Humans are more to blame than bots for the spread of fake news on Twitter.



A study by the Massachusetts Institute of Technology published in the academic journal Science found that fake news was more 70 per cent more likely to be shared on the social media platform than accurate stories.

Sinan Aral, who supervised the study, said: "False news spreads further, faster and deeper than the truth in every category of news."

The study is the largest ever analysis of the spread of false information on Twitter, covering three million accounts and 4.5 million tweets between 2006 and 2017.

Around 15 per cent of the accounts monitored were bots, but when they were removed from the data, fake news was still more likely to be shared than the truth.

Aral believes the spread of false news by Twitter uses can be attributed to users' desire to stand out from the crowd.

The study also found that tweets about truthful stories only rarely reached an audience of more than 1,000 people, while the top one per cent of false news stories routinely reached between 1,000 and 100,000 people. And accurate tweets spread much slower than fake news, taking on average six times as long to reach an audience of 1,500 people.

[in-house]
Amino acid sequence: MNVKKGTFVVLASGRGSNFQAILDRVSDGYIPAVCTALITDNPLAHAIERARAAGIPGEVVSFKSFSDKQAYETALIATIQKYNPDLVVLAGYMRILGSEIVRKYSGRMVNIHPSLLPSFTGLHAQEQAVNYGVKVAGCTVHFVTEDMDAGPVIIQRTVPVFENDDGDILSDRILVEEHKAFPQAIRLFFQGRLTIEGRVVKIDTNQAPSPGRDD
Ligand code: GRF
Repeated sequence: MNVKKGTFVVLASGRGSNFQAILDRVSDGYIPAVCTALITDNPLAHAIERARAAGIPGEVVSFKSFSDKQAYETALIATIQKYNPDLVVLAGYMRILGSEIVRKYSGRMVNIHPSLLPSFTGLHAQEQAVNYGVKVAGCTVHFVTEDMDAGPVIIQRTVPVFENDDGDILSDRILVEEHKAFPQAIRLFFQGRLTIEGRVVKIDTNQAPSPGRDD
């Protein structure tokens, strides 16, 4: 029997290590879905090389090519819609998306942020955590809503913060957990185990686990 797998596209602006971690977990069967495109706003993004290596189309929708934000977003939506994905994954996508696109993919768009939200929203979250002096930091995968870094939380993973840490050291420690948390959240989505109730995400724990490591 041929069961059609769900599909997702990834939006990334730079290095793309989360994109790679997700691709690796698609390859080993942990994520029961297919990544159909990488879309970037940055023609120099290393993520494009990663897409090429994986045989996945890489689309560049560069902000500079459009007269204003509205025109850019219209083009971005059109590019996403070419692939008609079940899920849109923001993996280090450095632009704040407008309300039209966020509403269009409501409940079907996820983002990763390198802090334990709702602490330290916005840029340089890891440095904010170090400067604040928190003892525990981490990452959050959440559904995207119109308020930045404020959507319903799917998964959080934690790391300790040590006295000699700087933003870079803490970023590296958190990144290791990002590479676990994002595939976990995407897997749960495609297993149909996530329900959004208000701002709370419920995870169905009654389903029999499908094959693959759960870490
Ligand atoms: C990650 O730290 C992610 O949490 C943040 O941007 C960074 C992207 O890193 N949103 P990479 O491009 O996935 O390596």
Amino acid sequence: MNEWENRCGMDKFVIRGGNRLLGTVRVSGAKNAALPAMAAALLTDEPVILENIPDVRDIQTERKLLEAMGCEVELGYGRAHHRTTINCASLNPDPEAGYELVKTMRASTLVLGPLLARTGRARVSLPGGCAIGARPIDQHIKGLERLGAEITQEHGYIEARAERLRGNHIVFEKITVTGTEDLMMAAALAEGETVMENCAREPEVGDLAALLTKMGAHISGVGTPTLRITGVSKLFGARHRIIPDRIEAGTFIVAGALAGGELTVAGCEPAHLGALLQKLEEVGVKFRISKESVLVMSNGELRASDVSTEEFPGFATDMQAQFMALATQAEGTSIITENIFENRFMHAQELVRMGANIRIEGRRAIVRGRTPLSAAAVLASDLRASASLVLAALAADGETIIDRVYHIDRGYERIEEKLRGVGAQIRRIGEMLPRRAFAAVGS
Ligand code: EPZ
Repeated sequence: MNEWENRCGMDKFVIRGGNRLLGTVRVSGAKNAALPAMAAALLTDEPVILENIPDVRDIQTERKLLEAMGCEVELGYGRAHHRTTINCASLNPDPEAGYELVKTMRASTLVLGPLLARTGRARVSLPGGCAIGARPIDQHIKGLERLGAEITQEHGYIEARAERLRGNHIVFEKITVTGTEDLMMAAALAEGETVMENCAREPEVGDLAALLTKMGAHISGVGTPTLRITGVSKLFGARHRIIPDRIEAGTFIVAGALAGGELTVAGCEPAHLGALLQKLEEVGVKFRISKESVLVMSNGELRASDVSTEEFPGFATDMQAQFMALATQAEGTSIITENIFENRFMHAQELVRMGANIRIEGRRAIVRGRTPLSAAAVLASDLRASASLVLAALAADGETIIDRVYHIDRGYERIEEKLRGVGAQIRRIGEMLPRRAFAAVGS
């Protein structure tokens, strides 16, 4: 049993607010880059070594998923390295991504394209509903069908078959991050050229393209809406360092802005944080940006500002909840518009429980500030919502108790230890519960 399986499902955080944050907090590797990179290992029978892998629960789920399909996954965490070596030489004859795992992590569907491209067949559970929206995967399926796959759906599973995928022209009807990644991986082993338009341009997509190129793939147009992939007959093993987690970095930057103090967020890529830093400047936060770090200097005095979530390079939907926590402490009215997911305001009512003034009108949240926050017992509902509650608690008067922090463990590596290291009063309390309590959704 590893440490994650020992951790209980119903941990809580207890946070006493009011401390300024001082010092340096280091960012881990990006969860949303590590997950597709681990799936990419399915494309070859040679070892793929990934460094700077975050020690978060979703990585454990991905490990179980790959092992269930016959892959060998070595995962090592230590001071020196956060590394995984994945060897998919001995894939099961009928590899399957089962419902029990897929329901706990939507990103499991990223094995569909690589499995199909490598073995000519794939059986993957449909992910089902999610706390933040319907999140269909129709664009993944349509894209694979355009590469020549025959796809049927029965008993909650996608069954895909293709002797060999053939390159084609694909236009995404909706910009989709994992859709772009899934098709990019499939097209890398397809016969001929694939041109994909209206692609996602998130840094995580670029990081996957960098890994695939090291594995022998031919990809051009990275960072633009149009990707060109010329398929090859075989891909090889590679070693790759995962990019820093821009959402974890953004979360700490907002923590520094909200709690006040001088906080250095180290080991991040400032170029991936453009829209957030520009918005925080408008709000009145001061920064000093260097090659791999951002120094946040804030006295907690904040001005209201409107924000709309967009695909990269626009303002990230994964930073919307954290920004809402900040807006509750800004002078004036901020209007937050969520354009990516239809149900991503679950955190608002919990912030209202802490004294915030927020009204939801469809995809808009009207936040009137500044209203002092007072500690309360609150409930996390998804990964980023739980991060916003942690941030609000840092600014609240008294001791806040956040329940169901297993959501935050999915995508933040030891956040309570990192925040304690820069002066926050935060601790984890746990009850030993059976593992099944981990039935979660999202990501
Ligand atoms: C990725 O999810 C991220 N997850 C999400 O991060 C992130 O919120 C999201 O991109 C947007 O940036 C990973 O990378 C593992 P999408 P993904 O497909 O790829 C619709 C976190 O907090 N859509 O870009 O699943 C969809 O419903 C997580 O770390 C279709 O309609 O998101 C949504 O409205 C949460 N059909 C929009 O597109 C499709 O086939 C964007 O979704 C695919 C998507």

Of all the different types of news analysed, the study found that political news was more likely to go viral than any other kind. Conspiracy theories that Barack Obama wasn't born in the United States and that Hillary Clinton was seriously ill during the 2016 presidential election were particularly prominent.

While this is the largest study of fake news on Twitter, it's much harder to infiltrate Facebook data to monitor the spread of false information on that platform.